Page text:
-Don’t neglect the opposing muscle groups: When I said that one needs to increase flexibility in adductors and internal rotators, that doesn’t mean to ignore the opposing muscles. Nothing good comes of stretching or strengthening in an unbalanced fashion. Your musculature works as a team with agonists, antagonists, and stabilizers all working in conjunction to produce effective movement.
-Don’t go overboard with stretching: If your aim is to be a contortionist, then by all means go ahead. However, highly flexible martial artists need to be concerned about joint laxity. Laxity is when the joint gets so loose that it’s vulnerable to popping out-of-place. A martial artist needs a balanced style of fitness. Extreme flexibility results in weakness and lack of joint robustness, just like extreme strength training produces a body that lacks range of motion and stamina.
Most importantly, don’t ignore pain when it’s still at the minor twinge point. If you have knee pain you’re doing something that joint doesn’t like. One should reevaluate your movement and, if necessary, considering stepping back from your current practice to work on capacity building exercises.
I was watching one of Michio Kaku’s Big Think videos recently that addressed American science education. The question of interest was how America continues to do so well in science and technology given that the American (primary and secondary) educational system isn’t up to par in science and mathematics with its technological competitors. The bulk of his talk (re: the H-1B visa and importation of brain power) isn’t germane to this post. It’s Kaku’s mention of a second secret weapon that caught my attention, and that’s how America is able to do a better job than many of its competitors in identifying and nurturing top talent. While math and science education is better in many Asian countries, those countries (e.g. Japan, Korea, or China) don’t excel at skimming off the cream of the crop. Dr. Kaku explains that this is because Confucian values teach students to conform, and students are loathe to stand out–even for exceptional performance. Even if a student wanted to show their talent in hopes of having it fostered, the large classes, lecture-centric teaching, and testing of memorization and standardized processes doesn’t offer much opportunity to grow one’s individual strengths.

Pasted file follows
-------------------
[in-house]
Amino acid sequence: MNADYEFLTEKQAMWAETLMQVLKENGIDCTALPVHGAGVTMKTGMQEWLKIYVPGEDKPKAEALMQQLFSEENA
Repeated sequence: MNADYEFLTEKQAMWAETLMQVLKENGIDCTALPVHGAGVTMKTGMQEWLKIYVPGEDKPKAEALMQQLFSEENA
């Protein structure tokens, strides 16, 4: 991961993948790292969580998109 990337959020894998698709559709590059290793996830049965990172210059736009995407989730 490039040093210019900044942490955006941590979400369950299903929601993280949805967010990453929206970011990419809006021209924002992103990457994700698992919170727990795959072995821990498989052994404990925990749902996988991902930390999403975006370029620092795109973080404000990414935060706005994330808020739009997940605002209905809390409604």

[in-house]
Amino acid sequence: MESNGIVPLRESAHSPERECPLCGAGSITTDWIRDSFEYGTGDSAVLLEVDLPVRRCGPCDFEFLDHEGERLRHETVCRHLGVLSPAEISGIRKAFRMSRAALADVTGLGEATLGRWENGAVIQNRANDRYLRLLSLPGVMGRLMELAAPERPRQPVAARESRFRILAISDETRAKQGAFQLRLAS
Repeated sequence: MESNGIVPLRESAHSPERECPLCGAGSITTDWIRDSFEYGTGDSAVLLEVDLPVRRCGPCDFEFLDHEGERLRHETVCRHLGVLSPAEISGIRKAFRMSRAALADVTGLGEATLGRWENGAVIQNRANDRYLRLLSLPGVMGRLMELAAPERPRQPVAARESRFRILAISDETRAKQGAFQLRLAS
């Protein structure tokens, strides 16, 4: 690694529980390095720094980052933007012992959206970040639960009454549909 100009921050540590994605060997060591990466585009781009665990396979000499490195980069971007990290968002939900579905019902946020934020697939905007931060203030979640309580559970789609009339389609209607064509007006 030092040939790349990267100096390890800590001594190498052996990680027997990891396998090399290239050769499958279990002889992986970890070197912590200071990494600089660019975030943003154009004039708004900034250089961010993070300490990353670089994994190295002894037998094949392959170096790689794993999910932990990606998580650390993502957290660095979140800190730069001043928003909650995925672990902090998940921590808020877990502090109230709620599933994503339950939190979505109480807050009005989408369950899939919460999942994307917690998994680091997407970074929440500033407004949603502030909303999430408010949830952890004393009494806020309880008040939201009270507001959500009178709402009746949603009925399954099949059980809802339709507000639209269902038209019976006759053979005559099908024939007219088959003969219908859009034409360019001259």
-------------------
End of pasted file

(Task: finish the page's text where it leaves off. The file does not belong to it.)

Kaku’s statement resonated with me because I’ve been thinking about the pros and cons of traditional approaches to martial arts instruction. I’m particularly interested in the gulf between the traditional approach and what martial arts teaching would look like if one took advantage of the wealth of scientific knowledge about mind and body development. Most of the martial arts instruction I’ve received over the years is consistent with Confucian thinking. All the students are doing the same practice (or faking it to the best of each’s abilities if it’s beyond one’s current capacities), and each is trying to closely emulate the teacher-presented ideal as much as possible. There’s not much consideration of the individual student’s weaknesses or strengths. Emphasis is on trying to convey as high-fidelity a replica of the techniques that have been handed down through the ages. (While this may be a laudable goal, I’ll later offer explanations as to why I think it’s both death for retention of students and ultimately counterproductive.)
Let me first say that there are a number of advantages to the traditional approach to martial arts instruction. First, it’s easy to teach many students at once. This was probably a huge advantage when there were armies of men having to learn these skills. Second, [theoretically] it helps students reduce their egotism through discipline and conformity. The highly hierarchical nature of this approach means students spend years in a lowly position, with the hope that some humility may stick. (NOTE: I’m not certain that this works out in practice.) Third, it creates a disciplined learning environment that is conducive to helping a student keep his or her head in the game.